Winsight LLC is a business-to-business information, event and market intelligence company serving the restaurant and noncommercial foodservice, convenience and petroleum retailing and grocery industries. Winsight provides research and analytics, branding solutions, face-to-face opportunities, lead generation initiatives, and content marketing services through products including subscription data products, reports, research tools, research programs, fully custom studies, conferences, custom marketing services, meetings, print, digital trade media and tradeshows, including the National Restaurant Association Show. Winsight LLC is a portfolio company of Pamlico Capital.

Gluten-Free: Its Importance on the Menu

Many of our favorite social situations revolve around food. This can make it difficult to socialize if you’re restricted by a gluten-free diet. Sadly, studies have found that roughly 21% of people with celiac disease avoid social events so that they can stick to their gluten-free diet.

Zoe’s Crush Cookie

What is Gluten?

Gluten is a protein found in wheat, barley and rye. It’s responsible for the elastic texture of dough, acting as a glue to hold food together and maintain their shape. 

Celiac Disease and Gluten Intolerance

Celiac disease is an autoimmune disease in which eating gluten proteins prompts the immune system to attack the small intestine, leading to digestive complaints. Those with gluten intolerance might not test positive for celiac disease, but still feel discomfort when in contact with gluten products.

The researchers estimated that 1.76 million people in the U.S. have celiac disease, but an estimated 2.7 million people in the U.S. have eliminated or reduced their consumption of gluten despite never having been diagnosed with the condition, according to the findings, published in the journal JAMA Internal Medicine. 

Honduran Chocolate Manifesto Brownie, CGF


Put it on the Menu!

Celiacs may have spurred the demand for gluten-free menu options, but many consumers believe that gluten-free diets are healthier, which increasingly promotes menus that highlight GF items. While some of these consumers may be gluten intolerant, research shows that about 29% simply perceive gluten-free as a healthier way to eat. This confirms a trend with staying power. “Gluten-free is not going away anytime soon,” dietitian Michelle Dudash declared during the Restaurant Leadership Conference.

Restaurants would be smart to expand their gluten-free offerings, she added. Studies show that 92% of customers with food allergies will return to a restaurant where they have appropriate offerings and have a positive experience. Datassentials’s SNAP tool tells us that 32.2% of U.S. restaurant menus featured GF options in 2019 compared to 4.8% in 2012. The gluten-free market is estimated to be as large as $12 billion by 2020, perhaps even as larger. Furthermore, restaurants that offer gluten-free menu items see up to an 8% increase in sales because of an increase in diners, not due to more expensive items on the menu.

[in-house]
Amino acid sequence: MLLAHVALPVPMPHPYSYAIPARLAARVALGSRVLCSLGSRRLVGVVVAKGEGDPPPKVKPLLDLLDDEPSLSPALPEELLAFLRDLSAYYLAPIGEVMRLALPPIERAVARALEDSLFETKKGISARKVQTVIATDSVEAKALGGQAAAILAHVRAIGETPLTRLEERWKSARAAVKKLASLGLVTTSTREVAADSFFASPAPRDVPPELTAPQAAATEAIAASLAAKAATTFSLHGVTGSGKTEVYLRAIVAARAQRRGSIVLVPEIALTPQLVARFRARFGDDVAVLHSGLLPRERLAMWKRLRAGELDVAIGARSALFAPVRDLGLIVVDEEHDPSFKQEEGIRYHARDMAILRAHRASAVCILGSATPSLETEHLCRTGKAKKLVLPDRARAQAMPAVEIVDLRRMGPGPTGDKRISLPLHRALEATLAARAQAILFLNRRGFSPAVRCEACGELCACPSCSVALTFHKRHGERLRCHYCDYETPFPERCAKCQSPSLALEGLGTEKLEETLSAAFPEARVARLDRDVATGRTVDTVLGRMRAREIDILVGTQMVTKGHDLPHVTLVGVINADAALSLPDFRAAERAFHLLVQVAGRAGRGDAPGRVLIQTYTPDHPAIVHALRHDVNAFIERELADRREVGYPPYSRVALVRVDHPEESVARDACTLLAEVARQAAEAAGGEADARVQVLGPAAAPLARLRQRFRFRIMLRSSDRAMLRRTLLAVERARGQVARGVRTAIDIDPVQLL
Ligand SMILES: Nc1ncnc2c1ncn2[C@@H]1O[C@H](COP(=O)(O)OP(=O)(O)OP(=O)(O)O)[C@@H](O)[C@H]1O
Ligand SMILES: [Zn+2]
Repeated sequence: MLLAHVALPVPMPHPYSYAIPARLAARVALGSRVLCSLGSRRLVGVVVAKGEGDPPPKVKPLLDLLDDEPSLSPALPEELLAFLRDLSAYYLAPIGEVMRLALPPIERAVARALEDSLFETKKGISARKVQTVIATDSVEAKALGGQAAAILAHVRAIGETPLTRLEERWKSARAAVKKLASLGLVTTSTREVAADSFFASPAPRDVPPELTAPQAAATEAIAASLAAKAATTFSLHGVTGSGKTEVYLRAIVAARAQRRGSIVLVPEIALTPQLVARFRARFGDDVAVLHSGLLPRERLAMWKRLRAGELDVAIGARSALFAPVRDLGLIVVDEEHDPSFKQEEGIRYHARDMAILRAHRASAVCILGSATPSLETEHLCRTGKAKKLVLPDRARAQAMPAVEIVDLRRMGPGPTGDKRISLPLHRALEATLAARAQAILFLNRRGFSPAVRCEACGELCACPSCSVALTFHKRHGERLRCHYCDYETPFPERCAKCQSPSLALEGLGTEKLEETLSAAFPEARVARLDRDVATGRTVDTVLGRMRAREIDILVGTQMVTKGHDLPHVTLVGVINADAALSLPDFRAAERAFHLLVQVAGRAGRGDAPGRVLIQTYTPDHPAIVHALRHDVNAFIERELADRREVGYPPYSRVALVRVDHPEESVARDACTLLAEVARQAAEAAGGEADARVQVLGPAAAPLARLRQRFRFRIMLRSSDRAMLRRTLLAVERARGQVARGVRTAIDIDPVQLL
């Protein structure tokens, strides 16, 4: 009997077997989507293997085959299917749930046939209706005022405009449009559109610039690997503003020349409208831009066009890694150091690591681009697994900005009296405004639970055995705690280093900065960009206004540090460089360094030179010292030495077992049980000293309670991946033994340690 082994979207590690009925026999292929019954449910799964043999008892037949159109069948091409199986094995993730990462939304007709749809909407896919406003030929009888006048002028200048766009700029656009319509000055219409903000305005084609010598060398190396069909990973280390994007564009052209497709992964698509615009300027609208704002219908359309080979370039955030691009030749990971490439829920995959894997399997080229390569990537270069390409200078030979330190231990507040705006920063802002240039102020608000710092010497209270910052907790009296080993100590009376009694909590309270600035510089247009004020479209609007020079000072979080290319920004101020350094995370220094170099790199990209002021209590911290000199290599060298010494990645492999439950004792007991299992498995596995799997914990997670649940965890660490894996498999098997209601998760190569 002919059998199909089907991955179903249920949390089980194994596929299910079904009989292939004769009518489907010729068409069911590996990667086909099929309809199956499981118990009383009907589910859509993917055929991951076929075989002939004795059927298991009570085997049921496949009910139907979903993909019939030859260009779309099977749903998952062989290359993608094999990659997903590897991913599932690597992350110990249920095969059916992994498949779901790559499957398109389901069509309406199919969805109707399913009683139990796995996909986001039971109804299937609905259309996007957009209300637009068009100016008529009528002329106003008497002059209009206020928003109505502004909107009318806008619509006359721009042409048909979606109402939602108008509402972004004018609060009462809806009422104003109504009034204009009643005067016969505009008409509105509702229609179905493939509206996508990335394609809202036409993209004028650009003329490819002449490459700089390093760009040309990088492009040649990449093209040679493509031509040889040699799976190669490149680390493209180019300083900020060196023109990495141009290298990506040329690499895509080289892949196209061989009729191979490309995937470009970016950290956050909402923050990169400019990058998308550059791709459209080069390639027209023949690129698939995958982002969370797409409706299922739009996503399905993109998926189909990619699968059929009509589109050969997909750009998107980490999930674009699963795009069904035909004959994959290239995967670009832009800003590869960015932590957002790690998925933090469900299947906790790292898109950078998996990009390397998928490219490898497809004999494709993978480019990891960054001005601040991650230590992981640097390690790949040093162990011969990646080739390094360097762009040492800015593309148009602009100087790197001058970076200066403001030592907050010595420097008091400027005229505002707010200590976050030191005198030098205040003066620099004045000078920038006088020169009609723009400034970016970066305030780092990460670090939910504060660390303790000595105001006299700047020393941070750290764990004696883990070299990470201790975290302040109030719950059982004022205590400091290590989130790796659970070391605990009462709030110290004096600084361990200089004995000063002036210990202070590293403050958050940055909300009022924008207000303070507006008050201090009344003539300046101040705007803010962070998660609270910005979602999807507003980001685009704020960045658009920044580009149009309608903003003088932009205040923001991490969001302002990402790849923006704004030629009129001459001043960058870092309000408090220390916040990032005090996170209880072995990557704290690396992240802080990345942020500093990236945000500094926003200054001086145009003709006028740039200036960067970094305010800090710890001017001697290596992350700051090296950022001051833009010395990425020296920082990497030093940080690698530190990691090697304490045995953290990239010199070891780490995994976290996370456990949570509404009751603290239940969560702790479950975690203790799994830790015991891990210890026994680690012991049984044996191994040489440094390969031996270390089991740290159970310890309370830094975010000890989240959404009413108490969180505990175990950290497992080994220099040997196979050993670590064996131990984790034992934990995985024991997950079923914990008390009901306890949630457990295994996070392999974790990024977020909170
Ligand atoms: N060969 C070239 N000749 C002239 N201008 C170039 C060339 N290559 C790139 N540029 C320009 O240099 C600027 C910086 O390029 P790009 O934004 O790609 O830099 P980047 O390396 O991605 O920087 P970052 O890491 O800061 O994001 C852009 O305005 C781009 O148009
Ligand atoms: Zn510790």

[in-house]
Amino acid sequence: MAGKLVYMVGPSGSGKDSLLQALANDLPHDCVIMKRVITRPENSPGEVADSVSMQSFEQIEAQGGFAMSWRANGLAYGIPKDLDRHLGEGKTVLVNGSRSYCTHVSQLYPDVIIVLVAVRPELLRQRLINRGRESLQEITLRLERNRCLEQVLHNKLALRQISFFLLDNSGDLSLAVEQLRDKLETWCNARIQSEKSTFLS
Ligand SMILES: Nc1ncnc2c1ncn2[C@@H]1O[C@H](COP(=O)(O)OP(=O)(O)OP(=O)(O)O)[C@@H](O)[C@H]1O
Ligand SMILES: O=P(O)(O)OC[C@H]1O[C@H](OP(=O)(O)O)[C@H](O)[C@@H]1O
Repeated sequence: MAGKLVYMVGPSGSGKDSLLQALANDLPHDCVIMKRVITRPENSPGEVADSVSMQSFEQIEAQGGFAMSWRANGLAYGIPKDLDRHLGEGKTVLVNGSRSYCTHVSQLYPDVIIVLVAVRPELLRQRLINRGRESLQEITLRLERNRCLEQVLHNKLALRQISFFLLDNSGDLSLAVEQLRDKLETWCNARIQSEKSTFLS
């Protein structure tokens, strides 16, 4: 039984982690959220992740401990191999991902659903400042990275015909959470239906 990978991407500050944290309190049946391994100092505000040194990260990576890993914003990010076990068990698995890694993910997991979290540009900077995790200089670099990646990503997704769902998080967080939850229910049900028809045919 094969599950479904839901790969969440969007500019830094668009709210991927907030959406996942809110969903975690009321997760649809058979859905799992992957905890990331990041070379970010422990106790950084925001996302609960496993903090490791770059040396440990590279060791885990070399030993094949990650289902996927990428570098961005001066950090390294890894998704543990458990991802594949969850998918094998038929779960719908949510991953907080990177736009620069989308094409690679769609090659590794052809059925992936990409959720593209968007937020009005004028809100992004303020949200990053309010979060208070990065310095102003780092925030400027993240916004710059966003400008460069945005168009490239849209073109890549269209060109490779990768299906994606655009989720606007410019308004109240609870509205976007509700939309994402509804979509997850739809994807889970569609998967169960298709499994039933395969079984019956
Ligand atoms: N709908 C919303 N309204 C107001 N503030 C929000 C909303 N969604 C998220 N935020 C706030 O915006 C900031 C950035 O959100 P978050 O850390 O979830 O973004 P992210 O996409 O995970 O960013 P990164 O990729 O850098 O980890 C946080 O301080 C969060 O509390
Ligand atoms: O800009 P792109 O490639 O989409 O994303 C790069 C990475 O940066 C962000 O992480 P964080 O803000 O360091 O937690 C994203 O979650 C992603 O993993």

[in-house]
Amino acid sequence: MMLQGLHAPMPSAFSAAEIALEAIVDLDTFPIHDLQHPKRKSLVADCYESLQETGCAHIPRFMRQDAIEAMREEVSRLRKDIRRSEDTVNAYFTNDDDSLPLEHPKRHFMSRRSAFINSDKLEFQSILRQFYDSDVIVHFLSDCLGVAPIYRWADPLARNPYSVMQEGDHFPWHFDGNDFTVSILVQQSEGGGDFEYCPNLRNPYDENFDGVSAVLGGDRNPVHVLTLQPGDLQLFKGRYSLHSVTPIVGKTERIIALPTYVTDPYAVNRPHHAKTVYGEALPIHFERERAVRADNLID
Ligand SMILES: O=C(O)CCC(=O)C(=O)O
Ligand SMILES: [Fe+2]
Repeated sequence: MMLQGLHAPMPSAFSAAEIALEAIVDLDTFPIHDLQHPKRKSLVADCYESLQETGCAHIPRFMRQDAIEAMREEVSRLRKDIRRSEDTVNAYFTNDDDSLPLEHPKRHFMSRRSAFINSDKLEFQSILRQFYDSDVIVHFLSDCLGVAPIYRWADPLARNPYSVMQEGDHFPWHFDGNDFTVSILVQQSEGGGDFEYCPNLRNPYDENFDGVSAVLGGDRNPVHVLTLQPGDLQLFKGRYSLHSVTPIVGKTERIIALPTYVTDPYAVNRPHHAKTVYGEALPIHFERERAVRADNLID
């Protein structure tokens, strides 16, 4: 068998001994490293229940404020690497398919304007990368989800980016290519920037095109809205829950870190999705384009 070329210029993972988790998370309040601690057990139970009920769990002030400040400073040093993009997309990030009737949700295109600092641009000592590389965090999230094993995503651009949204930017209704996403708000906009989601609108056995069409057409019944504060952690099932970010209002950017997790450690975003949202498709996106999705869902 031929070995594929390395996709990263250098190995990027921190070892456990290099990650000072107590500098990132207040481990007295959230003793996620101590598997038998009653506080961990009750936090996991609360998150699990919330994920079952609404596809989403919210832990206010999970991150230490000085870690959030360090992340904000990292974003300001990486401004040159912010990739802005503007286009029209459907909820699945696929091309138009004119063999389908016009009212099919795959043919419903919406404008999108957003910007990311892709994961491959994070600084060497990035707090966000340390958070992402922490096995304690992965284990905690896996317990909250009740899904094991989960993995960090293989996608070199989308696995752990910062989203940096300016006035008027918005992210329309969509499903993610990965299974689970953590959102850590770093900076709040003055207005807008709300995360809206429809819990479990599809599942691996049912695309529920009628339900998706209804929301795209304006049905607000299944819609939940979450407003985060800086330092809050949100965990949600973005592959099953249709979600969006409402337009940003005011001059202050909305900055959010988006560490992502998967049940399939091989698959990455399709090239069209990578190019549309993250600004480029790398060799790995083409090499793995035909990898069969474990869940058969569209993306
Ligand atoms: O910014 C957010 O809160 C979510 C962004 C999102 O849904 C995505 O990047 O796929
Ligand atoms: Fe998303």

The National Restaurant Association also has multiple resources for managing a gluten-free menu, from ingredient selection to back of house operations and front of house training. https://bit.ly/2IbIBAX 

Sweet Street has desserts to add gluten free options to your menu!





Presentation Matters: Your Guide to Dessert Plating.

As we indulge in a delicious plate, our senses are heightened with aroma and visual appeal, before our very first bite. The presentation matters, so make it impressive. Artistic plating, when done right, makes a promise to the consumer: You’re going to enjoy this.  

Why it counts:

Food presentation is essential to the success of any dish. The way the food appears on the plate is what tempts the eye and makes the guest crave discovering its flavor. It’s a feeling that resonates with us. Plating food is like preparing for a first date, you want to make a good impression. You know that you’re delicious and worthy of seconds, but your date isn’t sure. Visual appeal is just as important in the dining experience as is the taste left on the palate. Texture, form and color are all used to invoke emotions and aid in telling a story. The plating should be designed to introduce you to that story.


Now, more than ever, food presentation is crucial. Gen Z makes up one-third of the population and continues to grow in buying power. Social media is where they find information about food trends, where to buy, and determine whether or not it’s worth their time. According to a national study commissioned by Hershey, Gen Z loves dessert and 87% think about eating it at least once a day, if not more. They also want to share their dessert experience with others. “Desserts are the number one food that Gen Z photographs and 46 percent of Gen Zers have a picture of a dessert on their phone right now” – Hershey Insights. The passion this new generation expresses for dessert, is even more reason to pay extra attention to plate presentation.  


Tips to perfect presentation:

  • Make sure all plates are sparkling clean: Dirty plates are a quick way to deter guests
  • Adapt the presentation to the occasion
  • Balance variety and contrast with texture: Plates with a hint of complexity draw the eye.